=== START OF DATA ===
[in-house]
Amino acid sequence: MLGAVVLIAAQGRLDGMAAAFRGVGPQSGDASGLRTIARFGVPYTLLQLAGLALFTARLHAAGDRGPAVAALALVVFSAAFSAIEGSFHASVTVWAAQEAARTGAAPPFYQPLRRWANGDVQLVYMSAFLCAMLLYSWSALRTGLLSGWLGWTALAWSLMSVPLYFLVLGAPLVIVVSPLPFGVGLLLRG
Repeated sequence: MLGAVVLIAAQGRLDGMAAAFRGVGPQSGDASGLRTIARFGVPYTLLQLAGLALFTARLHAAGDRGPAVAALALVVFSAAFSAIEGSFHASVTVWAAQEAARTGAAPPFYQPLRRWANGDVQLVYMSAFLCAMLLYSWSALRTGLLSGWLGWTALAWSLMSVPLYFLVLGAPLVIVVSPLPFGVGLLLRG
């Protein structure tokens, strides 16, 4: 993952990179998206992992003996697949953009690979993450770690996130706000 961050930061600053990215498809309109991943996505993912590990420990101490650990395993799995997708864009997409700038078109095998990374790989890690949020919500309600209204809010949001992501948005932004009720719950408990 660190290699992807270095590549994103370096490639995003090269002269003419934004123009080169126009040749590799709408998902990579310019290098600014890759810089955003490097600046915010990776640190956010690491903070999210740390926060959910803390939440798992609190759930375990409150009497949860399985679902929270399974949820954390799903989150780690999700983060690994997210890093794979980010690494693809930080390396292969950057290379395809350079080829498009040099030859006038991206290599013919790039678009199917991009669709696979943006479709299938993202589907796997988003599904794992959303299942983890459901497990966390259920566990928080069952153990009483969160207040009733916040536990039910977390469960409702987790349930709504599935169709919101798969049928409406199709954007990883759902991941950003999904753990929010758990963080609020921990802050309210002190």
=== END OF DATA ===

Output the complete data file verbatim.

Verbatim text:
[in-house]
Amino acid sequence: MLGAVVLIAAQGRLDGMAAAFRGVGPQSGDASGLRTIARFGVPYTLLQLAGLALFTARLHAAGDRGPAVAALALVVFSAAFSAIEGSFHASVTVWAAQEAARTGAAPPFYQPLRRWANGDVQLVYMSAFLCAMLLYSWSALRTGLLSGWLGWTALAWSLMSVPLYFLVLGAPLVIVVSPLPFGVGLLLRG
Repeated sequence: MLGAVVLIAAQGRLDGMAAAFRGVGPQSGDASGLRTIARFGVPYTLLQLAGLALFTARLHAAGDRGPAVAALALVVFSAAFSAIEGSFHASVTVWAAQEAARTGAAPPFYQPLRRWANGDVQLVYMSAFLCAMLLYSWSALRTGLLSGWLGWTALAWSLMSVPLYFLVLGAPLVIVVSPLPFGVGLLLRG
């Protein structure tokens, strides 16, 4: 993952990179998206992992003996697949953009690979993450770690996130706000 961050930061600053990215498809309109991943996505993912590990420990101490650990395993799995997708864009997409700038078109095998990374790989890690949020919500309600209204809010949001992501948005932004009720719950408990 660190290699992807270095590549994103370096490639995003090269002269003419934004123009080169126009040749590799709408998902990579310019290098600014890759810089955003490097600046915010990776640190956010690491903070999210740390926060959910803390939440798992609190759930375990409150009497949860399985679902929270399974949820954390799903989150780690999700983060690994997210890093794979980010690494693809930080390396292969950057290379395809350079080829498009040099030859006038991206290599013919790039678009199917991009669709696979943006479709299938993202589907796997988003599904794992959303299942983890459901497990966390259920566990928080069952153990009483969160207040009733916040536990039910977390469960409702987790349930709504599935169709919101798969049928409406199709954007990883759902991941950003999904753990929010758990963080609020921990802050309210002190």